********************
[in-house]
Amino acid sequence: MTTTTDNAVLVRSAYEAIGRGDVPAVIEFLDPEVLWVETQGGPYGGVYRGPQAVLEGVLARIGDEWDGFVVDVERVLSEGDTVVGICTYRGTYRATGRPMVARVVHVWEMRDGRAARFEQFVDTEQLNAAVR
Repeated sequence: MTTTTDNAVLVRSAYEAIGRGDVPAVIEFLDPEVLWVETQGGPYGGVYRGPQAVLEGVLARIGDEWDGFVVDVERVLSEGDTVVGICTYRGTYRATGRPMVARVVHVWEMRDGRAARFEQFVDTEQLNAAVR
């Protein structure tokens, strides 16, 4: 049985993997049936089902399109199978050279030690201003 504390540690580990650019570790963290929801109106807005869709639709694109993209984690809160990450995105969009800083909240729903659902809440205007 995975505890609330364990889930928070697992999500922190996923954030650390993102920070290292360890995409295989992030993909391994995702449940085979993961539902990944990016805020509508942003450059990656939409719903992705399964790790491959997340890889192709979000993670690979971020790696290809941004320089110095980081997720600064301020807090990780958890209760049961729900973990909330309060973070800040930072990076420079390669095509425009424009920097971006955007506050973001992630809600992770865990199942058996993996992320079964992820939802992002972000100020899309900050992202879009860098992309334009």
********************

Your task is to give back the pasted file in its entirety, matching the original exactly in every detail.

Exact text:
[in-house]
Amino acid sequence: MTTTTDNAVLVRSAYEAIGRGDVPAVIEFLDPEVLWVETQGGPYGGVYRGPQAVLEGVLARIGDEWDGFVVDVERVLSEGDTVVGICTYRGTYRATGRPMVARVVHVWEMRDGRAARFEQFVDTEQLNAAVR
Repeated sequence: MTTTTDNAVLVRSAYEAIGRGDVPAVIEFLDPEVLWVETQGGPYGGVYRGPQAVLEGVLARIGDEWDGFVVDVERVLSEGDTVVGICTYRGTYRATGRPMVARVVHVWEMRDGRAARFEQFVDTEQLNAAVR
């Protein structure tokens, strides 16, 4: 049985993997049936089902399109199978050279030690201003 504390540690580990650019570790963290929801109106807005869709639709694109993209984690809160990450995105969009800083909240729903659902809440205007 995975505890609330364990889930928070697992999500922190996923954030650390993102920070290292360890995409295989992030993909391994995702449940085979993961539902990944990016805020509508942003450059990656939409719903992705399964790790491959997340890889192709979000993670690979971020790696290809941004320089110095980081997720600064301020807090990780958890209760049961729900973990909330309060973070800040930072990076420079390669095509425009424009920097971006955007506050973001992630809600992770865990199942058996993996992320079964992820939802992002972000100020899309900050992202879009860098992309334009």